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CfP: Transgressive Bodies. Grenzüberschreitende Körper und Soziale Ordnungen (Event, 06/2022, Bochum); bis: 31.01.2022

Dezember 3rd, 2021

Forschungsgruppe: Transgressive Bodies; Ruhr-Universität Bochum (Web)

Zeit: 07.-09.06.2022
Ruhr-Universität Bochum
Einreichfrist: 31.01.2022

Aktuelle gesellschaftliche und weltpolitische Herausforderungen, hervorgegangen aus technischen Innovationen, Globalisierung, Migration und Digitalisierung bringen neue Phänomene der Grenzüberschreitung hervor. Die Erschaffung und Perfektionierung virtueller Realitäten verschiebt z. B. gewohnte Betrachtungsweisen auf das Verhältnis von Mensch und (Um-)Welt zugunsten einer neuen Dimension des Erlebten. Dies stellt die Wissenschaften vor die Herausforderung, die Auswirkungen auf Selbst- und Weltdeutungen, soziale Hierarchisierungen und Verhandlung von Werten neu zu analysieren. Während auf der einen Seite die physischen Grenzen des Menschen durch neue Technologien (wie KI, Robotik, Prothetik) zunehmend überschritten werden, stellt sich auf der der anderen Seite die Frage, ob nationale, ethnische, geschlechtliche und kulturelle Grenzen demgegenüber fest verankert sind – ein Beleg für unterschiedliche Veränderungen von Ordnungen?

Die Tagung entsteht im Anschluss an eine interdisziplinäre Forschungsgruppe, die sich seit 2017 mit Fragen der Grenzziehungen und der Körperlichkeit auseinandersetzt und die enorme wissenschaftliche und gesellschaftliche Produktivität von transgressive bodies in den Blick nehmen will. Das transdisziplinäre Projekt verbindet unterschiedliche Fachrichtungen und schlägt eine Brücke zwischen Naturwissenschaften und Geisteswissenschaften. Beteiligt sind u. a. Geschichtswissenschaften, Medizin, Medienwissenschaft, Amerikanistik, Theologie und Religionswissenschaft.

Mit dieser Tagung verspricht sich das Projekt neue Impulse zu sammeln und sich neuen Diskursen zu stellen. Mögliche Fragen und Themenfelder sind u. a.: Technik und Körper, Virtual Reality, (De-)Konstruktion von Körpergrenzen, Körperliche Normierungen, Wissenschaftskritik, Leibphänomenologie / Körperwissen, Gender und Sexualität, Dis/ability.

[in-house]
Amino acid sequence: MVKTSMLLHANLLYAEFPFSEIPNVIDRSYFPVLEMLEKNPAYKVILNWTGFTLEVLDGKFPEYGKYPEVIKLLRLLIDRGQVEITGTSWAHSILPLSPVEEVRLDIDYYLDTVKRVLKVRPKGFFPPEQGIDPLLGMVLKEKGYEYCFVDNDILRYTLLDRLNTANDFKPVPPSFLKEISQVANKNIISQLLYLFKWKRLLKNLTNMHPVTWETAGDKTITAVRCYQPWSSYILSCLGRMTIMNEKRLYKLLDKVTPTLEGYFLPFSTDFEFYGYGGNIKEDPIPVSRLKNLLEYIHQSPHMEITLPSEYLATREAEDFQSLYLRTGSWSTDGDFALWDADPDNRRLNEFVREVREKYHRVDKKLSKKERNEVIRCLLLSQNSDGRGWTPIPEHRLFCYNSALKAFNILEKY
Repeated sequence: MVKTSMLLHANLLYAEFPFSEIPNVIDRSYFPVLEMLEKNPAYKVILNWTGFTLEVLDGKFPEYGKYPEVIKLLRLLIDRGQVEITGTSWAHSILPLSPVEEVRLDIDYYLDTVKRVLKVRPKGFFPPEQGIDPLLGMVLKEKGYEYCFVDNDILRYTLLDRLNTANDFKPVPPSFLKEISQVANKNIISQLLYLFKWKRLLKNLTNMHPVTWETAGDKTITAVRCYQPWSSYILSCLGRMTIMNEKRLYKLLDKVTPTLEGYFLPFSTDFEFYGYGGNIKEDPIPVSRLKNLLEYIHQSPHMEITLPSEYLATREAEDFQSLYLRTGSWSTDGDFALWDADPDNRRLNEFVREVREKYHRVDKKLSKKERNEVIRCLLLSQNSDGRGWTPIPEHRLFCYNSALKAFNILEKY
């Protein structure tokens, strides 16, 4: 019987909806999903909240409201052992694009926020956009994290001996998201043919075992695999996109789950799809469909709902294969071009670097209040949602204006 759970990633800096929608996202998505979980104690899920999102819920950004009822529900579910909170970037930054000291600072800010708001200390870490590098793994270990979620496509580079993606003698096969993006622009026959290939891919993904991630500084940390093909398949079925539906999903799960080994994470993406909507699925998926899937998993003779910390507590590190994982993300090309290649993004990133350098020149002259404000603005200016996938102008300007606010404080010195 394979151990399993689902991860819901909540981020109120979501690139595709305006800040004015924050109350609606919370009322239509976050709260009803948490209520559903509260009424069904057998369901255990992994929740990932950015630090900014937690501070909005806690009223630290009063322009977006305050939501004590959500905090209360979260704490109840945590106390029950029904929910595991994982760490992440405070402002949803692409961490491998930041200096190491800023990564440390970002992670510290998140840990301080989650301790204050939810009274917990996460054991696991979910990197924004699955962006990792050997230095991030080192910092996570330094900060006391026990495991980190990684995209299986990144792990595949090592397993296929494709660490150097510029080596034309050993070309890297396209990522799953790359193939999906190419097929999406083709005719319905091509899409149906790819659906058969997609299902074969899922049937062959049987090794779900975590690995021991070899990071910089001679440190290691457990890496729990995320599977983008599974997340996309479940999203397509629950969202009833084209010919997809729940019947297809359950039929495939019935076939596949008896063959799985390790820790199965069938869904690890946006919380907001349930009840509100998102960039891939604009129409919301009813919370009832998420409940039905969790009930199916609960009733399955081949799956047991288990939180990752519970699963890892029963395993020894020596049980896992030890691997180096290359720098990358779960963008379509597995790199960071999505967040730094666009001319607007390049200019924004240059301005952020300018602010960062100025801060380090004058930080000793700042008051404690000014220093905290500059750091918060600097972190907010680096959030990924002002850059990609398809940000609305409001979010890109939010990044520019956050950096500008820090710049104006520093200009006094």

Bitte senden Sie ein Abstract Ihres Vorschlags mit maximal 2000 Zeichen (inkl. Leerzeichen) sowie einer Kurzvita bis zum 31.01.2022 an Read the rest of this entry »

International Conference: Gender Politics and War Welfare during World War One and Beyond, 09.-10.12.2021, virtual space [REMINDERIN]

Dezember 3rd, 2021

Institute for History at Graz University and the Elisabeth-List-Fellowship-Programme „War Welfare and Gender Politics in the First World War“ (Web)

Time: 09.-10.12.2021
Venue: virtual space, via Graz
Resistration by 06.12.2021

The conference will explore local and global dimensions of welfare policies and humanitarian aid during and after WWI from a gender historical perspective. Topics include gender discourses that reinforce, re-establish and challenge gender conventions, gendered discourses around violence, pain, trauma, and healing and how these played out in the field of humanitarian and welfare work during the war, and during post-war reconstruction. Groups of interest include those claiming an identity as (non-)combatants and veterans, feminist and socialist anti-war activists, transnational, and international organisations as well as right wing and nationalist groups committed to reinforcing traditional gender norms and gendered citizenship models as part of their nation-building agenda.

The conference will identify and explore emerging questions and directions within First World War Gender Studies as well as reflecting on continuities and change within contemporary theories of how gender is bound up with militarism, warfare, and conflict resolution.

Participants

  • Keynotes: Holly Furneaux (Cardiff) and Cynthia Enloe (Worcester, MA)
  • Presentations: Hilary Buxton (Ohio), Alison S. Fell (Liverpool), Susan Grayzel (Utah), Christa Hämmerle (Wien), Jessica Meyer (Leeds), Ingrid Sharp (Leeds), Chantal Sullivan-Thomsett (Leeds), Viktoria Wind (Graz) and Heidrun Zettelbauer (Graz).

Full Program

Format: hybrid: HS 11.01 with Covid pass, proof of vaccinated, recovered or negative test status and online.

Registration and contact: genderhistory@uni-graz.at – from November 15 to December 6, 2021. NB: registration is required for attendance whether online or in person.

Source: Female-l

CfP: 2022 Annual Conference of the Sexuality Studies Association (05/2022, virtual space); by: 15.01.2021

Dezember 2nd, 2021

Sexuality Studies Association (SSA) (Web)

Time: 20.-22.05.2022
Venue: virtual space
Registration by: 15.01.2022

The SSA welcomes proposals for the 10th annual meeting. The conference will be hosted independently and will feature a blend of synchronous and asynchronous programming that includes paper presentations, a keynote lecture by Ann Cvetkovich, plenaries led by Ricky Varghese and others to be announced, and an Annual General Meeting.

Unlike previous years, in 2022 the organizers are going without a conference theme, dedicating this year’s meeting to reflecting on and celebrating ten years of our association. The Programming Committee encourages submissions from across disciplines and subject areas. The goal is to create a program that shares cutting edge sexuality studies research, demonstrating the diversity of the interdisciplinary field as it has grown over the last decade. This year’s conference, despite being virtual once again, is a milestone and celebration for the association!